Three hundred years ago Ayutthaya was the largest city in the world. Founded in 1350, Ayutthaya became the second capital of Siam. For centuries it was known as the trading capital of the world. By 1700 there were more than one million inhabitants in Ayutthaya. Unfortunately in 1767 all this came to a sudden end when the Burmese invaded and burnt much of Ayutthaya down to the ground. The temple ruins are some of the most magnificent in Thailand; and in 1991 it was recognized by being awarded UNESCO world heritage status.
There are many ways to travel to Ayutthaya. You can hire a car, go on a guided tour, or by bus or train. I traveled by train and was very happy that I did. It was easy, convenient, inexpensive and fun. As usual, you need to take into account Bangkok’s peak hours. Heavy traffic getting in and out of the city can add to an already long day, even on the train. Therefore I avoided traveling during ‘rush’ hours.
My adventure began the moment I Arrived at the Hua Lamphong station in Bangkok around 9:40 AM. The station was not very busy, and I found it very easy to make my way around. After purchasing my ticket I grabbed a coffee, found my way to the platform and enjoyed some prime people watching.
I was curiously drawn to this elderly man who was ever so gently massaging the worn body of his sleeping wife. It was so endearing that it actually brought tears to my eyes. She was very thin and looked fragile. The tan line on her feet led me to believe she spent a lot of time outside, possibly working in a field. Was she ill? Where were they going or coming from?
Runny short on time? Did you know you could get a haircut on the platform while you wait for your train?
My train was #71 and it came in just as quickly as it departed, which was promptly at 10:05 AM. I purchased a third class seat for only 20 Baht (.60 USD). There was no AC, but the breeze from the open window was nice and I really enjoyed looking out as we passed through the city and small villages and farms. Just under two hours later we pulled up to the station in Ayutthaya.
Once in Ayutthaya, if you haven’t already done so, you’ll need to decide how you want to tour the old city. The temples are pretty far apart and there are a lot of them. Depending on how much time you have, and how much you want to see should determine the best mode of transportation for you.
The most popular ways to get around are by hiring a sedan (AC), tuk-tuk (no AC) or renting a bicycle. I negotiated 850 Baht for four hours with a tuk-tuk driver. If you don’t already know what temple ruins you want to visit your driver will have a brochure with photos and brief descriptions. Please note that you are only hiring a tuk-tuk driver, not a guide, and the admission fees to the ruins are 20-50 Baht each. We agreed on where we were going to go, but my first stop was to get some local Ayutthaya cuisine. Very popular are boat noodles, KuayTiaw-Reua.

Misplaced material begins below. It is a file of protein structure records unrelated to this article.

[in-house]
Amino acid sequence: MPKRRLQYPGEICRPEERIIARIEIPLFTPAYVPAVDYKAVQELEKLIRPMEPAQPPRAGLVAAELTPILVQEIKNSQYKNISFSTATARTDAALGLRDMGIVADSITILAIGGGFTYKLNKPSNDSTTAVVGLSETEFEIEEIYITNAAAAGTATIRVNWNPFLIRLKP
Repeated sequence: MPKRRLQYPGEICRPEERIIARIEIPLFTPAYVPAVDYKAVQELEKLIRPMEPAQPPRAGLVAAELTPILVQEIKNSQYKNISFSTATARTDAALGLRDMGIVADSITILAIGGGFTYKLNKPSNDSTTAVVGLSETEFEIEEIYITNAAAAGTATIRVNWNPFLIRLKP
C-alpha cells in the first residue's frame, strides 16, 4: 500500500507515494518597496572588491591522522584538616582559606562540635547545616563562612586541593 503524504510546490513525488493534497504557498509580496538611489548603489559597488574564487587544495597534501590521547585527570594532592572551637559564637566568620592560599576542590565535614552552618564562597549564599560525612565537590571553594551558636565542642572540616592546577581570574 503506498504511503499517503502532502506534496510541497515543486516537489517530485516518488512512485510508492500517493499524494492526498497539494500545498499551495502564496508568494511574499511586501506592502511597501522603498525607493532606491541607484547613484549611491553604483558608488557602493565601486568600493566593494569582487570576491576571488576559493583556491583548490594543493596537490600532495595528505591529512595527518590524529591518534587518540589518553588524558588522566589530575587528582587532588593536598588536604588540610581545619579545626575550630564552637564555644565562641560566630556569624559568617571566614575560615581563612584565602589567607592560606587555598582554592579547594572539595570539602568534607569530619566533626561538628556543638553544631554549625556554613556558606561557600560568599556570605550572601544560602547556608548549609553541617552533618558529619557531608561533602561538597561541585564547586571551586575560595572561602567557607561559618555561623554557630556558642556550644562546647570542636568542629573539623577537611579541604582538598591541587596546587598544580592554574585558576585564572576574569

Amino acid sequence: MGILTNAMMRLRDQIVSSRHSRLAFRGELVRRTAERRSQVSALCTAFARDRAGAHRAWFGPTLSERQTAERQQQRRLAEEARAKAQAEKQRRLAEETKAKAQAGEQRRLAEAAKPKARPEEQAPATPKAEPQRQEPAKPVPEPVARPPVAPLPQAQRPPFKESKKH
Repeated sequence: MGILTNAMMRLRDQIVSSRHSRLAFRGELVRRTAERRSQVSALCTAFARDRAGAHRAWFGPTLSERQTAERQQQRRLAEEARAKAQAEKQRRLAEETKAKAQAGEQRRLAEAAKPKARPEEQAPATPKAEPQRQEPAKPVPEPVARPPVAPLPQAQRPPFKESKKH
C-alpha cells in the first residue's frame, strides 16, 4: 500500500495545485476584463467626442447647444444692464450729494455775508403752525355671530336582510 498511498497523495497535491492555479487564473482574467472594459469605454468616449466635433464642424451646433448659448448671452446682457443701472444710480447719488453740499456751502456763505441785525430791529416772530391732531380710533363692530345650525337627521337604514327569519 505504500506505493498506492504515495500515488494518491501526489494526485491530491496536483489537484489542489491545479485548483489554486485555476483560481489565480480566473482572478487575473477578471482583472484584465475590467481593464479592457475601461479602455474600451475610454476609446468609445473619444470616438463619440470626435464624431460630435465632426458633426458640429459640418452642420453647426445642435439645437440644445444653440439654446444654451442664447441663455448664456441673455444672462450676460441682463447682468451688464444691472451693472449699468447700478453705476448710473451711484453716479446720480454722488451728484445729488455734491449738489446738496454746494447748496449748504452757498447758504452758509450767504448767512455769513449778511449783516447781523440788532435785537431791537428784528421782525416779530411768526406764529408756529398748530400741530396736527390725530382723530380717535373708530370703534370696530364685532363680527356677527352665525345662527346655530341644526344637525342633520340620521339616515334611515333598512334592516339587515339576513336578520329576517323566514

Once at Wat Yai Chaimongkhon, my driver directed me across the street to a cute little restaurant where I enjoyed a delicious meal. Unfortunately, I don’t remember the name of the place or what I ate. Next stops were Wat Phra Sri Sanphet and Grand Palace, Wat Mahathat, and Wat Ratchaburana. I carried an umbrella to protect me from the sun but it was still very hot.
There were cold drinks, food and bathrooms at some of the bigger sites. And although I found a passion fruit popsicle to be very refreshing, after three and a half hours I had had enough. We returned to the station and my driver brought me across the street to a cool little café were I enjoyed a snack and cold drink while waiting for my train.
When I booked my return ticket (which I did as soon as I arrived in Ayutthaya), I was told that it would be hotter and more crowded in the late afternoon, so I opted for a window seat in second class on train #76 which would have AC and for about 245 Baht ($7.50 USD) I felt would be worth it.
The train station was very crowded. My train left from the third platform, which was on the far side, furthest track from the station. There was no shade and it was very hot. Luckily my train departed on time at 3:35 PM. I was very happy to have the AC and an assigned seat! The ride home was just as pleasant, although I did prefer the company of the locals in third class versus the tourist in second.
If hungry, there are venders that walk the isles of the train selling food and drinks. Treat yourself to something, sit back, relax and enjoy the scenic trip back to the city.
My day trip to Ayutthaya from Bangkok was very rewarding and definitely one of the highlights of my time in Thailand.
There is much more to do and see in Ayutthaya. To learn more visit Ayutthaya Tourist Center.
For another great blog post on Ayutthaya, click here!
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